Leopoldo Sets Record Straight

By Loretta Hunt Jun 10, 2009
Kimo Leopoldo feels he hasn’t gotten a fair shake.

The six-time UFC veteran’s name and face were splashed across the headlines when he was arrested Feb. 16 in a Tustin, Calif., parking lot.

Leopoldo was apprehended for two felonies and one misdemeanor, which included an allegation for possession of methamphetamine. The drug was found in the car that the fighter was standing next to at the time of his arrest.

What wasn’t reported, however, was the fallout.

In March, Leopoldo’s charges were reduced to three misdemeanors for possession of marijuana, drug paraphernalia, and a decommissioned police jumpsuit, which had been reported as lost some 10 years prior, according to the Orange County’s District Attorney’s Office.

Leopoldo has denied ownership of the marijuana and drug pipe, as well as the methamphetamine, which was taken from the car during what the fighter called “an illegal search and seizure.” Unable to prove the drug belonged to Leopoldo, the district attorney’s office did not charge him for methamphetamine possession. He was also erroneously identified as the owner of the vehicle in the early stages of the arrest.

“I wasn’t charged with it. I wasn’t on methamphetamine and I was not tested for methamphetamine,” said Leopoldo, who was waiting for his friend and driver to return to the vehicle when two plain-clothes officers approached him.

Leopoldo, who had recently undergone knee surgery and was partially immobile at the time, said he was also held and interrogated for nearly an hour at the scene before he was taken into custody.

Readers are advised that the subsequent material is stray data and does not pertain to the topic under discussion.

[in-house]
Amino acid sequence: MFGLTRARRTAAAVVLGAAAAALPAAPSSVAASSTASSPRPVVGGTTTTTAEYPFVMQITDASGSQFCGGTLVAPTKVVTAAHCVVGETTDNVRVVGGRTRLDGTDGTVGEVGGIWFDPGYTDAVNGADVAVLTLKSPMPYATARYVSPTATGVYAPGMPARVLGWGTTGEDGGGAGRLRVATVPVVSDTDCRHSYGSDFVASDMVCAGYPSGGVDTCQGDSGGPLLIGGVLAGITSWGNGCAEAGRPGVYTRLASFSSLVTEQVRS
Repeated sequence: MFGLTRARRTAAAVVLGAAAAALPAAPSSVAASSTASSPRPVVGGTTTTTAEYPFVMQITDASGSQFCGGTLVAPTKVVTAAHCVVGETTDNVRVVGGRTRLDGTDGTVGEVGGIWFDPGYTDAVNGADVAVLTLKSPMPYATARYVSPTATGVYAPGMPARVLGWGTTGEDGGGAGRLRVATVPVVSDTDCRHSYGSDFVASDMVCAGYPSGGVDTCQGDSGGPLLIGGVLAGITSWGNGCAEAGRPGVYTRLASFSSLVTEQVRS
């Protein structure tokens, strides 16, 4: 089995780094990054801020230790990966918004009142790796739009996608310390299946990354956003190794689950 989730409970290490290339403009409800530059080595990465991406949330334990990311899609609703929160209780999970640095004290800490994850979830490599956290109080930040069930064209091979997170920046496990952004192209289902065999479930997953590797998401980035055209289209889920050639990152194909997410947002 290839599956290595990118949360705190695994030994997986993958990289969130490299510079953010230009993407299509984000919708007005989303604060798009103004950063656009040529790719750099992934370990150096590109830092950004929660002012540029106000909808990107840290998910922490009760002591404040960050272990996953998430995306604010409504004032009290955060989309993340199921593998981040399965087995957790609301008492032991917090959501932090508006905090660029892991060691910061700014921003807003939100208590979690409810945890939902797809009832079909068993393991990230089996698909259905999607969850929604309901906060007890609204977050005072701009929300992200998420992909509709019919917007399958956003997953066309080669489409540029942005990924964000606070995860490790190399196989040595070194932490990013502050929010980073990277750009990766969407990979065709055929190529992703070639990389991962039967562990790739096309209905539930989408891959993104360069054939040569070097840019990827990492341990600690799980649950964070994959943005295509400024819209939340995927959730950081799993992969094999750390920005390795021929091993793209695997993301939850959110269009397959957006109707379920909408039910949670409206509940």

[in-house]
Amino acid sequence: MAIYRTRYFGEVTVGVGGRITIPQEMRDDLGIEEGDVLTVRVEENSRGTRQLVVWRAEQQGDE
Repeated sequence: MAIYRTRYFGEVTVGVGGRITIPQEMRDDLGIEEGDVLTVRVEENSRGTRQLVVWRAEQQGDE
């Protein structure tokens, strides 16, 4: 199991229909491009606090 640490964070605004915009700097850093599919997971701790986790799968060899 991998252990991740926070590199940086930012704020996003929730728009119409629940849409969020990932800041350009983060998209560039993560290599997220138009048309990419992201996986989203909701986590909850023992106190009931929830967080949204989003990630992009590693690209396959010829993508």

“They misjudged me, character-profiled me and basically wronged me,” said Leopoldo. “Everything I was accused of was wrong. None of it was justified.”

Leopoldo is confident that his day in court will lead to his vindication later this year.

The tarnishing of his name and reputation isn’t so easy to reverse, though. Numerous sites, including Sherdog.com, reported that Leopoldo had been busted for methamphetamine with little to no follow-up.

“People were quick to jump on the methamphetamine accusation with me, just linking me with this drug,” he said. “Because I’m from Hawaii and I’ve had some sort of past, they want to hold on to that past and not let you move on to your future.”

Leopoldo’s future included a campaign for the executive officer’s position for the California State Athletic Commission.

In fact, the fighter said he was wearing the policeman’s uniform for a photo shoot planned for his online campaign “Kimo Policing the Streets,” a way in which the fighter hoped to illustrate his intentions to make a positive impact on the community in the state role.

Although Leopoldo couldn’t reveal where he obtained the jumpsuit due to pending litigation, he said he certainly hadn’t realized that wearing it was illegal.

“It wasn’t an official, everyday uniform you’d see a police officer [wear],” said Leopoldo. “It was a Dickies mechanics outfit. It looked like something you could get at a costume shop.”

A longtime resident of Huntington Beach, Calif., Leopoldo felt he had ample experience and a keen understanding of the coveted position left vacant by the exiting Armando Garcia in late 2008.

“I’ve been with the sport from the beginning,” said Leopoldo. “I’ve been through a lot of the logistics. I’ve had a lot of experience co-promoting events. I’m a fan of the game, so I know what the fans want.”